At last! It is finally time for old-fashioned religious fanatics like me to haul off and say the words -- "Merry Christmas." But there is a problem, sort of. The traditional greeting among the Eastern Orthodox is to say "Christ is born!" and then the other person replies "Glorify Him!" And then there's all kinds of hugging and multiple kisses on the sides of people's faces and other complicated religious stuff.
But, yes, folks do say "Merry Christmas" in the circles in which I move and we will be saying that for 11 more days, since I am writing this on Dec. 26. We do not, however, do the pear trees, birds, golden rings, maids and other things.
So the Christmas Wars are over, are they? At least for this year?
An essay in the Washington Post by Penne L. Restad yearns for this to be true:
At last, Christmas morning. May we now declare a truce in the Christmas culture war? All those poor salespeople who struggled to remember whether company policy was to greet shoppers with "Happy Holidays" or "Merry Christmas" are free to relax and settle down around their Christmas tree or holiday tree or whatever other seasonal symbol they prefer and celebrate in their own private way. For celebrate Christmas is something that almost all of us, apparently, do. A recent poll says 96 percent of Americans observe the holiday in some way or another.
But there is a problem. There are other poll numbers to consider.
Take, for example, that recent poll in which 62 percent of Americans said that generic season greetings such as "Happy Holidays" and "Season's Greetings" represent a "change for the worse" in public life. This was music to the ears of conservative news services such as Baptist Press, which added:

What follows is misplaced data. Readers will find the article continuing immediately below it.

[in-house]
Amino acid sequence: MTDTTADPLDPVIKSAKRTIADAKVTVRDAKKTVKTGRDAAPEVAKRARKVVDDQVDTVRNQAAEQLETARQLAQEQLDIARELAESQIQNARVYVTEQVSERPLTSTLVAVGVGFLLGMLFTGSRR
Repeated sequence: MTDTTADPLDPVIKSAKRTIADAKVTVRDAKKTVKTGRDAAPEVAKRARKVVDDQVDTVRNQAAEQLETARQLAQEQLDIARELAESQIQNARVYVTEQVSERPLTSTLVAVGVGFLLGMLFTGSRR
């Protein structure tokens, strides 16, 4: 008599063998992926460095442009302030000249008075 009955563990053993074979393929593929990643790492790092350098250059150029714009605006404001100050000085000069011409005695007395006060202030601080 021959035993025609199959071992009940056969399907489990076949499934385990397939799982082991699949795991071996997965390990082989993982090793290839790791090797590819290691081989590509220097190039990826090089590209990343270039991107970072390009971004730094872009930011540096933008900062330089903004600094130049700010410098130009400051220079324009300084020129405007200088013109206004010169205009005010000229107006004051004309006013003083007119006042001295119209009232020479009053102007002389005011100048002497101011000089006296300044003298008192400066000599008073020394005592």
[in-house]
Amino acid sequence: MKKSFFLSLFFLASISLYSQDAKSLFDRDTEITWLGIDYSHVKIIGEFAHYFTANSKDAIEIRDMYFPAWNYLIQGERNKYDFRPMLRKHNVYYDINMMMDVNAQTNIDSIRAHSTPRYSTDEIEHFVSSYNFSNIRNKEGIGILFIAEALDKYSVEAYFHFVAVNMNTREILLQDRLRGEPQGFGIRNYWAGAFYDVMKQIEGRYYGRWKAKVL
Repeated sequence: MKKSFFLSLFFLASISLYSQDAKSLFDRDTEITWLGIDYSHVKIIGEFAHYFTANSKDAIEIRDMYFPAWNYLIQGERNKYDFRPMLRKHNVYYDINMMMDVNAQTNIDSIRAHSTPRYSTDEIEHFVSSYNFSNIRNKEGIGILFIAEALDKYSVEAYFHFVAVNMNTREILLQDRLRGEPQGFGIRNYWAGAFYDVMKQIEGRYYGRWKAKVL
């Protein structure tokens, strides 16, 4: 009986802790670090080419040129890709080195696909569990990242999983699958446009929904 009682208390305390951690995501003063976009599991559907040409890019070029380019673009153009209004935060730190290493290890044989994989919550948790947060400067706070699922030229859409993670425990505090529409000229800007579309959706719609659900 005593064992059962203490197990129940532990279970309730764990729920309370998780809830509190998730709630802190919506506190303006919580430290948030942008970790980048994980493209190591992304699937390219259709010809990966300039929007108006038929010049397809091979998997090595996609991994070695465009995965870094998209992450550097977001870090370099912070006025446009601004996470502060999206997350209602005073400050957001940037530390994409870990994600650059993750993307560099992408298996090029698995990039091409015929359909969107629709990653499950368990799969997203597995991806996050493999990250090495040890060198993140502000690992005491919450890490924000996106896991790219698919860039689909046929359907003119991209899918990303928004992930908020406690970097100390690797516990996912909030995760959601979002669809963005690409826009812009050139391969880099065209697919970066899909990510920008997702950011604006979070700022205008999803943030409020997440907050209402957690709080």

In addition, 32 percent of adults say they are bothered when stores use generic holiday greetings on their displays; 68 percent say they are not bothered. By contrast, only 3 percent of adults say they are irked when stores use "Merry Christmas." The overwhelming majority -- 97 percent -- says the reference to Christmas doesn't trouble them. The poll was conducted Dec. 5-8.
"[T]he use of the generic holiday expressions does not bother most Americans in general, including most major political and religious groups examined in this survey. But substantial minorities are bothered -- enough, perhaps, to cause concern among some retailers," Gallup's Lydia Saad wrote in an online analysis.
Now you would think that this would be good news for cultural conservatives who want to win the Christmas Wars.
But, as Saad noted, there is another way to read the Gallup numbers. For, you see, 24 percent of those polled said generic greetings are a "change for the better." That's a lot of people -- more than the number of Democrats who vote in primaries, for example.
And then Baptist Press happily reported that only 8 percent of non-Christians told the pollsters that people saying "Merry Christmas" offends them. Now that is a small number, too. However, that is a large number of a significant number of those offended are lawyers, editors, public-school leaders, Hollywood producers and church-state activists.
So will the fighting end? No way. The numbers are absolutely perfect for fundraisers on both sides of the battle lines.